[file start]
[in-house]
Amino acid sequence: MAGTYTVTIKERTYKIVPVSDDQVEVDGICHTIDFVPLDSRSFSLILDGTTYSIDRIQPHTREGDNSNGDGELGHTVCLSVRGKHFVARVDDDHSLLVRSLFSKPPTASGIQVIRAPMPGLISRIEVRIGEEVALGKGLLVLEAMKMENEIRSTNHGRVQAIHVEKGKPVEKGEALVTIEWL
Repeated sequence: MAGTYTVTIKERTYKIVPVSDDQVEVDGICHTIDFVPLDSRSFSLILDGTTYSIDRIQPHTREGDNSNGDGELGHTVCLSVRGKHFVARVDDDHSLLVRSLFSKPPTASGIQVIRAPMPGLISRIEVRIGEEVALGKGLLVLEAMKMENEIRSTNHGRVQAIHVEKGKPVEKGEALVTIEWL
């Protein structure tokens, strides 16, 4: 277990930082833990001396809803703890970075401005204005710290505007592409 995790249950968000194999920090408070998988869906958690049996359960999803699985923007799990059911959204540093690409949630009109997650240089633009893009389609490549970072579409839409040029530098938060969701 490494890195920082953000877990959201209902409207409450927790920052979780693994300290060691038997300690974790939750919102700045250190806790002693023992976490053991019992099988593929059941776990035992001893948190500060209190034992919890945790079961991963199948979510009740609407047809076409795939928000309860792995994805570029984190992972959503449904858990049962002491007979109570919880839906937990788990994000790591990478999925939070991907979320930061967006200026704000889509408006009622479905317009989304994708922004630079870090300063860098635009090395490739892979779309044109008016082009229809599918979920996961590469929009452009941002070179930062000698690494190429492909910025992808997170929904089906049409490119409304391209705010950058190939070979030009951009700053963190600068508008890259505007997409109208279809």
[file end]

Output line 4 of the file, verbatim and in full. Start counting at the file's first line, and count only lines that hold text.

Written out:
């Protein structure tokens, strides 16, 4: 277990930082833990001396809803703890970075401005204005710290505007592409 995790249950968000194999920090408070998988869906958690049996359960999803699985923007799990059911959204540093690409949630009109997650240089633009893009389609490549970072579409839409040029530098938060969701 490494890195920082953000877990959201209902409207409450927790920052979780693994300290060691038997300690974790939750919102700045250190806790002693023992976490053991019992099988593929059941776990035992001893948190500060209190034992919890945790079961991963199948979510009740609407047809076409795939928000309860792995994805570029984190992972959503449904858990049962002491007979109570919880839906937990788990994000790591990478999925939070991907979320930061967006200026704000889509408006009622479905317009989304994708922004630079870090300063860098635009090395490739892979779309044109008016082009229809599918979920996961590469929009452009941002070179930062000698690494190429492909910025992808997170929904089906049409490119409304391209705010950058190939070979030009951009700053963190600068508008890259505007997409109208279809």